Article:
Cleaning House (with Raggedy Andy), 2002

Complexities of the past continually visit us. Our childhood runs through into the present. Things look very different at different ages and we layer our relationships with all the emotional garments of the past.

I never played with dolls when I was younger. My mother used to make them sing and dance and try to pique my interest through their animation. I found her animation very interesting, though I never understood why she thought I ought to be interested in dolls. As I have gotten older I have found them to have more anthropomorphic qualities and symbolism then ever in my youth. I still wonder if the popularity of dolls is the parent's creation. Who gets to become the animated one as the child is coaxed into a parental role towards the doll?

In this series, I give the doll its personality as made up through adult eyes in adult surroundings. As a child you 'play house', as an adult you 'clean house'. 'Cleaning house' is a metaphor for the process of mental cleaning. Raggedy Andy provides (through a doll's non-threatening anthropomorphic qualities) the psychological and emotional witness of one's personal process of this internal cleansing. Expressing the conflicting emotional states through varying painting styles and elements, I lead the viewer through the busy work or mindless tasks that one engages in on the surface, which give space for the psychological metamorphosis that has the true ability for emotional and spiritual cleansing. These pieces are about giving oneself the space to let go, knowing when to purge, and the processing which provides the balance necessary in redistributing past experiences.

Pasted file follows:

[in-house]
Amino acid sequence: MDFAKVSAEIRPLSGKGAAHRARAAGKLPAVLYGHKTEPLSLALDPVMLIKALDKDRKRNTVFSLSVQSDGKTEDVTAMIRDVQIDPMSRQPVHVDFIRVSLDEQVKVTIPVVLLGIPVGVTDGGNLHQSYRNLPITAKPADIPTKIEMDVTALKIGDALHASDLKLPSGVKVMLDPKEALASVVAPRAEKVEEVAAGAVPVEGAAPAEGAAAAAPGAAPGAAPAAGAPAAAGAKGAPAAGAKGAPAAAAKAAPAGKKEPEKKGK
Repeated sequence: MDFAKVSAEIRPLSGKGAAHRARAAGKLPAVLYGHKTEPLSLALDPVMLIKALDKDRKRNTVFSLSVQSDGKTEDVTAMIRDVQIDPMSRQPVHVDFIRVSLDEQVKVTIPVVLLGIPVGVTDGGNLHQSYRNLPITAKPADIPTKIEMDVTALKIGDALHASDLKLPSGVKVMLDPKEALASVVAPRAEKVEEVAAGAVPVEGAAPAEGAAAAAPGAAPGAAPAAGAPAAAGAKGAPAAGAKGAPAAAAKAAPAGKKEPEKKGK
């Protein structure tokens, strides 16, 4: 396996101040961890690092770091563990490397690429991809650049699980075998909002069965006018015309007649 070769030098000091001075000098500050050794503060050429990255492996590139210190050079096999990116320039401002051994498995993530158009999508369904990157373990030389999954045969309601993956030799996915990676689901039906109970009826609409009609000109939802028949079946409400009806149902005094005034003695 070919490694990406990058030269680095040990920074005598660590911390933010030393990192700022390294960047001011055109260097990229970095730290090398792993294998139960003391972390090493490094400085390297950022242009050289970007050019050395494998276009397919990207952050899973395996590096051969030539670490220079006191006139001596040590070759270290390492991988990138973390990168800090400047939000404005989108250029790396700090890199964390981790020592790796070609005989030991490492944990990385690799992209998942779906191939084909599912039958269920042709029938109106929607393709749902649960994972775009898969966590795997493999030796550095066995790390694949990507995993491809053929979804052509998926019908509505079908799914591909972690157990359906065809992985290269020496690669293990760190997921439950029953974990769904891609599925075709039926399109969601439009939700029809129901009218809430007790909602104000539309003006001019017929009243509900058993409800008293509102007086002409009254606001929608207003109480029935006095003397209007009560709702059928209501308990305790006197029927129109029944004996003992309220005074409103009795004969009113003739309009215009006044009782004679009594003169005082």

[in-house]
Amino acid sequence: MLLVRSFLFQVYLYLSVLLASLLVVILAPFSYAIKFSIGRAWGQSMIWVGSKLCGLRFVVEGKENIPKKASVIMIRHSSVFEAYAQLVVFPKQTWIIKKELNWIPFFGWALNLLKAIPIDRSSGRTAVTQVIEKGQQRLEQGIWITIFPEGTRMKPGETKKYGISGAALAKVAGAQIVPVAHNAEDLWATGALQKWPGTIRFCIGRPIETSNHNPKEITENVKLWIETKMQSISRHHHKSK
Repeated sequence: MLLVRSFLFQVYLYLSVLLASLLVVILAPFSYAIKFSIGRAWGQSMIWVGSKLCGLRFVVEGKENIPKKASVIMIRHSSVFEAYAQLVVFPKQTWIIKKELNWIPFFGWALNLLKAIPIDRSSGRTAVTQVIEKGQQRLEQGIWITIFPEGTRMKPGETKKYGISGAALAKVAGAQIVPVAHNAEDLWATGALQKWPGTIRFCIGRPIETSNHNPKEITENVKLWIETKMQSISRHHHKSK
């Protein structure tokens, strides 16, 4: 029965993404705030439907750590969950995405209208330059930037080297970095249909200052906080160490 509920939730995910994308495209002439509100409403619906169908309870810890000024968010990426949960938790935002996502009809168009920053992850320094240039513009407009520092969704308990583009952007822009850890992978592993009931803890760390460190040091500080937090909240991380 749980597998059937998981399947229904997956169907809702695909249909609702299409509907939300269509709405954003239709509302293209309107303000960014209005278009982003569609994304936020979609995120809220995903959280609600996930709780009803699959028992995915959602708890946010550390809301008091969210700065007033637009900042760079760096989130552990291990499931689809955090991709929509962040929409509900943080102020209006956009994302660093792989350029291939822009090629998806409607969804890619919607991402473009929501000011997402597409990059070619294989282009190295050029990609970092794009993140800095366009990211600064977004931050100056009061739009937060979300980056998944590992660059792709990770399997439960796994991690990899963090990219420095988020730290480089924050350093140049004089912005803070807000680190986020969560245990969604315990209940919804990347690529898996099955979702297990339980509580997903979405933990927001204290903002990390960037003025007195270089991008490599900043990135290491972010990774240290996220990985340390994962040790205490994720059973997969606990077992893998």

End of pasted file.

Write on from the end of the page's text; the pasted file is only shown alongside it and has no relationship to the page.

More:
Beledi – Gallery Iolani, Kaneʻohe, Hawaii, 2003

In Beledi (belly dancing), I explore a theme that resonates with the excitement, mystery, mood and uniqueness of the spirit of this dance. I primarily focus on motion and the continual transitional feel within the dance, --the memory of what went before, the anticipation of what is to come next through its resounding energy. I want the viewer to get caught up in it, to hear the music, to anticipate. My work is guided by my desire to represent and translate, not just extracted articulations of the dance but to represent the vibrancy of 'the dance' in each extraction. 

Tracing the culture surrounding this dance and its migratory roots (Orient, Middle East, Europe, Greek Isles, Africa), belly dancing has a strong history of mind-body-spirit relationship. Not a typical dance for voyeurs it was participatory and purposeful. The dance currently is widely considered a Middle Eastern folk dance, though unlike most other folk dances, is still commonly learned at home. Emerging from a celebration of earthly, sensual, and spiritual origins, the perception of belly dancing today has unfortunately been cast by repressive religious and cultural forces as a purely sexual dance and is often associated with prostitution. 

In Beledi I try to reflect the original intent of the dances such as those that were practiced in temple rituals, as harem entertainment--depicted in the now popular cabaret style, for enticement--accumulating dowries and income, those dances women performed by and for each other, and the dance as exercise for the preparation and ease of labor. Not just the grace and agility but the total engagement of the dancer was a gauge of her skill, ultimately inspiring exuberance and passion in others. May you be inspired!